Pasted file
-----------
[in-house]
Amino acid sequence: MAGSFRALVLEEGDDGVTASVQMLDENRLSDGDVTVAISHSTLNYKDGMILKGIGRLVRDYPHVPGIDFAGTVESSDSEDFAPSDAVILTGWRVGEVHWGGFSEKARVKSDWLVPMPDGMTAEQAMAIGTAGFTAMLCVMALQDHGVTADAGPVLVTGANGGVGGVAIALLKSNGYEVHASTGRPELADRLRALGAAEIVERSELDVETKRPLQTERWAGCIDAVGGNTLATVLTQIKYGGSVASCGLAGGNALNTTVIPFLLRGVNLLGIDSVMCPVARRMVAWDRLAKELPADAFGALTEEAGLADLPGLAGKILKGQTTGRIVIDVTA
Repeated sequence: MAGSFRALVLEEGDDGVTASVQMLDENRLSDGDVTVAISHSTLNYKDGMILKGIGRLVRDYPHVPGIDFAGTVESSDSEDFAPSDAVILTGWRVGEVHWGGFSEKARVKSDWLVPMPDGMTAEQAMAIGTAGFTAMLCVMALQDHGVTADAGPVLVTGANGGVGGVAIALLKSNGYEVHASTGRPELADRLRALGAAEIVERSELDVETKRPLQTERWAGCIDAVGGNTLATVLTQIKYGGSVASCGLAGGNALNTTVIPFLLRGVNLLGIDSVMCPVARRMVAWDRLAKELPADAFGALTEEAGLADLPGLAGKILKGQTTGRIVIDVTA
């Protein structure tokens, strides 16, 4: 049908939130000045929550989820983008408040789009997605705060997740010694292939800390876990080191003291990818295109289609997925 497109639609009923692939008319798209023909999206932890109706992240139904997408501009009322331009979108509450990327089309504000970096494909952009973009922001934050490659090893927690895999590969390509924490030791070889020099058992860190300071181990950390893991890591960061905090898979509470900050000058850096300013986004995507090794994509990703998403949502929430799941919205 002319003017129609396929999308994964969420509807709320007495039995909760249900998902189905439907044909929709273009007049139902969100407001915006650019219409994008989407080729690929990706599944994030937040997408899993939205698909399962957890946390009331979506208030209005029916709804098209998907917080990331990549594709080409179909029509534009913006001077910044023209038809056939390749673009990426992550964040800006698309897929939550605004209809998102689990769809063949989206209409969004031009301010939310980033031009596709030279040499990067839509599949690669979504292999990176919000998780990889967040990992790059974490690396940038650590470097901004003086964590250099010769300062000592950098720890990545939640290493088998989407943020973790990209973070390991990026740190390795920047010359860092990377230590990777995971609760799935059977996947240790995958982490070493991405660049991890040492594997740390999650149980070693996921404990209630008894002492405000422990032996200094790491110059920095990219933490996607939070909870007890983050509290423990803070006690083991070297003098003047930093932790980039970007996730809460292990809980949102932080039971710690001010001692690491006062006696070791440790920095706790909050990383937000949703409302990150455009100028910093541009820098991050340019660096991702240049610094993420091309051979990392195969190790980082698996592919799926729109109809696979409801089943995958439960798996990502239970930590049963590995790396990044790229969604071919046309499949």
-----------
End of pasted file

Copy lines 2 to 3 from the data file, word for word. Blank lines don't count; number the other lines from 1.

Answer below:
Amino acid sequence: MAGSFRALVLEEGDDGVTASVQMLDENRLSDGDVTVAISHSTLNYKDGMILKGIGRLVRDYPHVPGIDFAGTVESSDSEDFAPSDAVILTGWRVGEVHWGGFSEKARVKSDWLVPMPDGMTAEQAMAIGTAGFTAMLCVMALQDHGVTADAGPVLVTGANGGVGGVAIALLKSNGYEVHASTGRPELADRLRALGAAEIVERSELDVETKRPLQTERWAGCIDAVGGNTLATVLTQIKYGGSVASCGLAGGNALNTTVIPFLLRGVNLLGIDSVMCPVARRMVAWDRLAKELPADAFGALTEEAGLADLPGLAGKILKGQTTGRIVIDVTA
Repeated sequence: MAGSFRALVLEEGDDGVTASVQMLDENRLSDGDVTVAISHSTLNYKDGMILKGIGRLVRDYPHVPGIDFAGTVESSDSEDFAPSDAVILTGWRVGEVHWGGFSEKARVKSDWLVPMPDGMTAEQAMAIGTAGFTAMLCVMALQDHGVTADAGPVLVTGANGGVGGVAIALLKSNGYEVHASTGRPELADRLRALGAAEIVERSELDVETKRPLQTERWAGCIDAVGGNTLATVLTQIKYGGSVASCGLAGGNALNTTVIPFLLRGVNLLGIDSVMCPVARRMVAWDRLAKELPADAFGALTEEAGLADLPGLAGKILKGQTTGRIVIDVTA